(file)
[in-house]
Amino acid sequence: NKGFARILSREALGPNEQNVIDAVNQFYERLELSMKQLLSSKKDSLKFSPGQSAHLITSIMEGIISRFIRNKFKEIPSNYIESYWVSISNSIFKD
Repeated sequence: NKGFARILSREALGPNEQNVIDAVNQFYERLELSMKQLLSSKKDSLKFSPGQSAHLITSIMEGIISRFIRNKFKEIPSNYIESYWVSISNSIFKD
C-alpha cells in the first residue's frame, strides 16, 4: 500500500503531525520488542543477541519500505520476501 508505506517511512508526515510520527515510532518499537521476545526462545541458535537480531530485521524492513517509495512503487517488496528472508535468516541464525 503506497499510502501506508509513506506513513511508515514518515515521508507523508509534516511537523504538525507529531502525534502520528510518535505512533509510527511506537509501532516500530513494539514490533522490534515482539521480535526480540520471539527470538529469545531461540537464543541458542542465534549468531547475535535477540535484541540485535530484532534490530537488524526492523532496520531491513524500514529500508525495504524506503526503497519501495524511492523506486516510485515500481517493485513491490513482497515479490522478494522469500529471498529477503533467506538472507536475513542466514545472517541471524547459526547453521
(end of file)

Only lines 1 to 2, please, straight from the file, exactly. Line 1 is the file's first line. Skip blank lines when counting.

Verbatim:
[in-house]
Amino acid sequence: NKGFARILSREALGPNEQNVIDAVNQFYERLELSMKQLLSSKKDSLKFSPGQSAHLITSIMEGIISRFIRNKFKEIPSNYIESYWVSISNSIFKD